Thursday, June 30, 2016

Guest post: Michael McClelland on the OHA and the "New Heritage"

I'm very excited to welcome the first guest on OHA+M: Michael McClelland.


Michael will be familiar to most of you. Prior to founding ERA Architects Michael worked in the heritage departments for the cities of Vancouver and Toronto. He is a founding member of the Canadian Association of Heritage Professionals, a member of the Stewardship Council for the Cultural Landscape Foundation and current vice-president of ICOMOS Canada. Michael is the coordinating heritage architect for the Distillery District, has worked on numerous national historic sites and is the author of many heritage conservation district plans in Toronto.  He is also the co-editor for Concrete Toronto – a Guide to Concrete Architecture from the Fifties to the Seventies and The Ward – The Life and Loss of Toronto's First Immigrant Neighbourhood.


Without further ado, here's Michael.  And he (and I) would love your comments...



Making Decisions: Looking at the Ontario Heritage Act, Planning Policy and the New Heritage

When the Ontario Heritage Act was first introduced in 1975, it was a remarkable step forward for heritage conservation. It demonstrated that heritage was highly valued both by the province and the public at large. It provided strong powers to municipalities and it tackled directly the thorny issues of property rights versus the public interest in heritage.

Under the Act the designation of a heritage property could occur without the consent of the owner and without consideration of compensation, even though heritage acts in other provinces contained such compensation clauses. Its only weakness appeared to be limited demolition control – and this was changed in the revisions in 2005.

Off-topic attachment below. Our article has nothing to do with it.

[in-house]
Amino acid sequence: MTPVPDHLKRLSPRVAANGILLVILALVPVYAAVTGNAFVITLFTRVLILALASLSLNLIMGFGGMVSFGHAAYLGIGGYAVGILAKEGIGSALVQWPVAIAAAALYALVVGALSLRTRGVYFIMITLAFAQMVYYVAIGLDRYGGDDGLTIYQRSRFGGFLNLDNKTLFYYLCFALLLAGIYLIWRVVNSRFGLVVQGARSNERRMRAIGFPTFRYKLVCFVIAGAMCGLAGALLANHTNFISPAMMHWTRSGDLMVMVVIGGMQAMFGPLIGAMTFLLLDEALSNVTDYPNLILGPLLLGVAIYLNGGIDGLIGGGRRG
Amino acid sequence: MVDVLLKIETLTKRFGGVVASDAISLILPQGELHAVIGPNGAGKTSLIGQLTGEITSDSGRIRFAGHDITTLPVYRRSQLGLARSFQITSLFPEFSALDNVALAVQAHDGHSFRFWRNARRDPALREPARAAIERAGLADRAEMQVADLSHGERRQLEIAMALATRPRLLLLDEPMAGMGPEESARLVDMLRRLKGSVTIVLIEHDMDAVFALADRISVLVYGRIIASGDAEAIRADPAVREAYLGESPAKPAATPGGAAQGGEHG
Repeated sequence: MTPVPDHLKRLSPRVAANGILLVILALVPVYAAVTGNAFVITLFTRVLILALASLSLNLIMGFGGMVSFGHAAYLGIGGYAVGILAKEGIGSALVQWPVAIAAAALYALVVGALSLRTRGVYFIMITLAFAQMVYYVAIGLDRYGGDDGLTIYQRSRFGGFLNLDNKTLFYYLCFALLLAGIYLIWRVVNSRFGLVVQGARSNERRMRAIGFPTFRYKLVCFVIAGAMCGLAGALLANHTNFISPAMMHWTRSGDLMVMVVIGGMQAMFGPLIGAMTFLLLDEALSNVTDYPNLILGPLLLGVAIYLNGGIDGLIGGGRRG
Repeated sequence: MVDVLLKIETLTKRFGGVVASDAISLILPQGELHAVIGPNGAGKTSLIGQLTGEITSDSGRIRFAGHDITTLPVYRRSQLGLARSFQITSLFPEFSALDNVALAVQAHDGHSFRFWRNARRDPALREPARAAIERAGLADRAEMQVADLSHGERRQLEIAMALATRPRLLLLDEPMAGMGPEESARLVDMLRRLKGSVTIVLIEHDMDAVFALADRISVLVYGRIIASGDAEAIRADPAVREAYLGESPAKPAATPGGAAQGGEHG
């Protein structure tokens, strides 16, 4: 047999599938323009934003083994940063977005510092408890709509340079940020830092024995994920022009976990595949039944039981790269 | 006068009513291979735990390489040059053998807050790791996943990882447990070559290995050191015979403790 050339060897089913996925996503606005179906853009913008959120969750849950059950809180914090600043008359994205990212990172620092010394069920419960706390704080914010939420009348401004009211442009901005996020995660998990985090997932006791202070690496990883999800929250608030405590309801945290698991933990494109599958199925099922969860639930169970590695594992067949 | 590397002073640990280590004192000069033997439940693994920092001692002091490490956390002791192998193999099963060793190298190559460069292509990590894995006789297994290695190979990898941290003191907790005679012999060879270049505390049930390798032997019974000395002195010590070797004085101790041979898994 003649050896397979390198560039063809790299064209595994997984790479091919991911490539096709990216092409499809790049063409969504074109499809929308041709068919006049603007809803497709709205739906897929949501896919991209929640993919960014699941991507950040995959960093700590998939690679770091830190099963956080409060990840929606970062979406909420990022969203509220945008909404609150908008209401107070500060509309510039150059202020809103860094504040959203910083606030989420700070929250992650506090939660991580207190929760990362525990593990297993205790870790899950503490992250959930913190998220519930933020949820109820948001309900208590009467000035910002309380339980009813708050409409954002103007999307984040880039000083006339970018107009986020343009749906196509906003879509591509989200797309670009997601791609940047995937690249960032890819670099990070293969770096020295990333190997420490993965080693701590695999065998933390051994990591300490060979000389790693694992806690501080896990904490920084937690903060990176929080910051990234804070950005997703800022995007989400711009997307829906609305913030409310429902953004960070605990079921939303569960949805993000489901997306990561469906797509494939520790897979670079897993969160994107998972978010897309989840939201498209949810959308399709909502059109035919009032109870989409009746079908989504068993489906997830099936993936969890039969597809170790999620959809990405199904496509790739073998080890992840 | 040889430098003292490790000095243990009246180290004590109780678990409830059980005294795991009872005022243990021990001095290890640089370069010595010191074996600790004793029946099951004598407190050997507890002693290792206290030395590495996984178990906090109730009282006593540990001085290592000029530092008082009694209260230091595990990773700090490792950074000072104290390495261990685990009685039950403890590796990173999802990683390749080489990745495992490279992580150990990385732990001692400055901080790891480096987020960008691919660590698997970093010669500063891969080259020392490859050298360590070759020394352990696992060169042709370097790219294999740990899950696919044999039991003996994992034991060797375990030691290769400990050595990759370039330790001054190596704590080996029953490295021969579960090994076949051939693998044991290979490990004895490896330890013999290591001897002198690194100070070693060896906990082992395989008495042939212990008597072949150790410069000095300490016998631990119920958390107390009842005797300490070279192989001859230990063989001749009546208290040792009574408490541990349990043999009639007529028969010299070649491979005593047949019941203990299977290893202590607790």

In the original act municipal councils could refuse alterations to a heritage property but demolition itself could only be delayed by 180 days. This delay was presumably to give the municipality some time to negotiate with a disgruntled property owner. The 2005 revisions removed the delay period and gave councils the authority for outright refusal of demolition permits. While this refusal is appealable to the Ontario Municipal Board and while negotiation is still a valid consideration in much of the heritage designation process, the 2005 revisions created a significantly stronger Act.

We are now ten years after the 2005 revisions and forty years after the act itself and it is appropriate to ask ourselves how well the heritage act is performing. Does it have strengths and weaknesses? Might there be room for improvement?

To evaluate the Act, it is necessary to step back and look from a larger frame of reference. The questions really are — what do we think heritage is, why are we conserving it, and does the heritage act serve our current needs?

In 1877, roughly one hundred years before the Ontario Heritage Act, William Morris and others founded the Society for the Protection of Ancient Monuments, and it is from this society that many of our standard approaches to conservation derive – we perceive heritage as an artifact, an artifact worthy of conservation, and we think of conserving heritage as intergenerational – we conserve as much for our children as for ourselves.

But there is a difference. Morris’s society had an interest only in very ancient monuments and preferably ruins. It took until much later, with the founding of the Georgian and Victorian Societies in England in the early twentieth century, for attention to be brought to more recent buildings.

These newer Georgian, Victorian and Edwardian buildings were buildings that Morris himself would certainly not have considered as having heritage value. With each heritage society there was clearly a sense that the building had to be from the past, but interestingly, with the founding of the each of these societies the distance between the valued past and the present become exponentially closer.

The Austrian art historian, Alois Riegl, writing in the 1890s, added complexity to this discussion of what he called age-value. He argued that historical artifacts do not have value in themselves. The values attributed to them are applied by an engaged contemporary community. Heritage value is created in the present day.

Julian Smith, a prominent heritage architect in Ontario, has provided an outline of how community-based values have been applied here. Corresponding to William Morris’s interest, Smith says that the initial interests in conservation in the province were ‘antiquarian’, implying looking at the oldest and possibly most archaeologically significant sites.